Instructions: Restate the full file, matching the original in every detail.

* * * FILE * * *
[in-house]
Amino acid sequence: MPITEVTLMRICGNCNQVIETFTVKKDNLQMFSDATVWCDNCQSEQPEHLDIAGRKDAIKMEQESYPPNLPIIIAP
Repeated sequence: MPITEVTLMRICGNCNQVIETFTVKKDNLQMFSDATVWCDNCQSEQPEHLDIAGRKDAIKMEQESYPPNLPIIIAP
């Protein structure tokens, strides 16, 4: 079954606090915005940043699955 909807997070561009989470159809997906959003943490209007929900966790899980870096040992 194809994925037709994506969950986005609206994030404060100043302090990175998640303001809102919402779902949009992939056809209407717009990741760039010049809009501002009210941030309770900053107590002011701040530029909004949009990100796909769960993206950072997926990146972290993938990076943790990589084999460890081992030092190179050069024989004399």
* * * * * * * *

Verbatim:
[in-house]
Amino acid sequence: MPITEVTLMRICGNCNQVIETFTVKKDNLQMFSDATVWCDNCQSEQPEHLDIAGRKDAIKMEQESYPPNLPIIIAP
Repeated sequence: MPITEVTLMRICGNCNQVIETFTVKKDNLQMFSDATVWCDNCQSEQPEHLDIAGRKDAIKMEQESYPPNLPIIIAP
């Protein structure tokens, strides 16, 4: 079954606090915005940043699955 909807997070561009989470159809997906959003943490209007929900966790899980870096040992 194809994925037709994506969950986005609206994030404060100043302090990175998640303001809102919402779902949009992939056809209407717009990741760039010049809009501002009210941030309770900053107590002011701040530029909004949009990100796909769960993206950072997926990146972290993938990076943790990589084999460890081992030092190179050069024989004399």